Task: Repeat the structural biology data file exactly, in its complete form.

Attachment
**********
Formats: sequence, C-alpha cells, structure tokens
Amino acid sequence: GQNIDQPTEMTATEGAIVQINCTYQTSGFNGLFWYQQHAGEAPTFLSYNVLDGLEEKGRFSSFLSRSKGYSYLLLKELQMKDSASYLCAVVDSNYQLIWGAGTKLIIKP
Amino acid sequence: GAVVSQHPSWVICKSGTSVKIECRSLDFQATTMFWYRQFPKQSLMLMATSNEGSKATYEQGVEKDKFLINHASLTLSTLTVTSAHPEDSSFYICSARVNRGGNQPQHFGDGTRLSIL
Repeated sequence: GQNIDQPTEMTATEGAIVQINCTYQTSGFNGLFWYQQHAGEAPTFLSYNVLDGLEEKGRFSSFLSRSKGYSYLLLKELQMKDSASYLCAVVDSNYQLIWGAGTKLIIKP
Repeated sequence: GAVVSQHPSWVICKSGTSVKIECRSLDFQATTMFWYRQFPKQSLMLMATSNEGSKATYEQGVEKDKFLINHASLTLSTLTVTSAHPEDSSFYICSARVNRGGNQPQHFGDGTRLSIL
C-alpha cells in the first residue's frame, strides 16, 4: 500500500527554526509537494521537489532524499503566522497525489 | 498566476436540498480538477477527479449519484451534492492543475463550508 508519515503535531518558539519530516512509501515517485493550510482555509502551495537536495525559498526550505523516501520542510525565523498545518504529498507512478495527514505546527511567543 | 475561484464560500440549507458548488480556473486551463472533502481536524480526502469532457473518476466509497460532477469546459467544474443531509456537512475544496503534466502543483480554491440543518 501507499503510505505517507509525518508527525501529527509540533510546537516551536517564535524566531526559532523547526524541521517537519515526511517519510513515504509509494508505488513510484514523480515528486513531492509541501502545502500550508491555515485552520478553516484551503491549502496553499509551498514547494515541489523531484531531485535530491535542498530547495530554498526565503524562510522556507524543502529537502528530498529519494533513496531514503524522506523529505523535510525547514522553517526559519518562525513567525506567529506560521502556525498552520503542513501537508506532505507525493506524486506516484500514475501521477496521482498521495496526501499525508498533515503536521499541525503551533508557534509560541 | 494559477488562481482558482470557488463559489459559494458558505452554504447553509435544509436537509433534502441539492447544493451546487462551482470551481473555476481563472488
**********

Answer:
Formats: sequence, C-alpha cells, structure tokens
Amino acid sequence: GQNIDQPTEMTATEGAIVQINCTYQTSGFNGLFWYQQHAGEAPTFLSYNVLDGLEEKGRFSSFLSRSKGYSYLLLKELQMKDSASYLCAVVDSNYQLIWGAGTKLIIKP
Amino acid sequence: GAVVSQHPSWVICKSGTSVKIECRSLDFQATTMFWYRQFPKQSLMLMATSNEGSKATYEQGVEKDKFLINHASLTLSTLTVTSAHPEDSSFYICSARVNRGGNQPQHFGDGTRLSIL
Repeated sequence: GQNIDQPTEMTATEGAIVQINCTYQTSGFNGLFWYQQHAGEAPTFLSYNVLDGLEEKGRFSSFLSRSKGYSYLLLKELQMKDSASYLCAVVDSNYQLIWGAGTKLIIKP
Repeated sequence: GAVVSQHPSWVICKSGTSVKIECRSLDFQATTMFWYRQFPKQSLMLMATSNEGSKATYEQGVEKDKFLINHASLTLSTLTVTSAHPEDSSFYICSARVNRGGNQPQHFGDGTRLSIL
C-alpha cells in the first residue's frame, strides 16, 4: 500500500527554526509537494521537489532524499503566522497525489 | 498566476436540498480538477477527479449519484451534492492543475463550508 508519515503535531518558539519530516512509501515517485493550510482555509502551495537536495525559498526550505523516501520542510525565523498545518504529498507512478495527514505546527511567543 | 475561484464560500440549507458548488480556473486551463472533502481536524480526502469532457473518476466509497460532477469546459467544474443531509456537512475544496503534466502543483480554491440543518 501507499503510505505517507509525518508527525501529527509540533510546537516551536517564535524566531526559532523547526524541521517537519515526511517519510513515504509509494508505488513510484514523480515528486513531492509541501502545502500550508491555515485552520478553516484551503491549502496553499509551498514547494515541489523531484531531485535530491535542498530547495530554498526565503524562510522556507524543502529537502528530498529519494533513496531514503524522506523529505523535510525547514522553517526559519518562525513567525506567529506560521502556525498552520503542513501537508506532505507525493506524486506516484500514475501521477496521482498521495496526501499525508498533515503536521499541525503551533508557534509560541 | 494559477488562481482558482470557488463559489459559494458558505452554504447553509435544509436537509433534502441539492447544493451546487462551482470551481473555476481563472488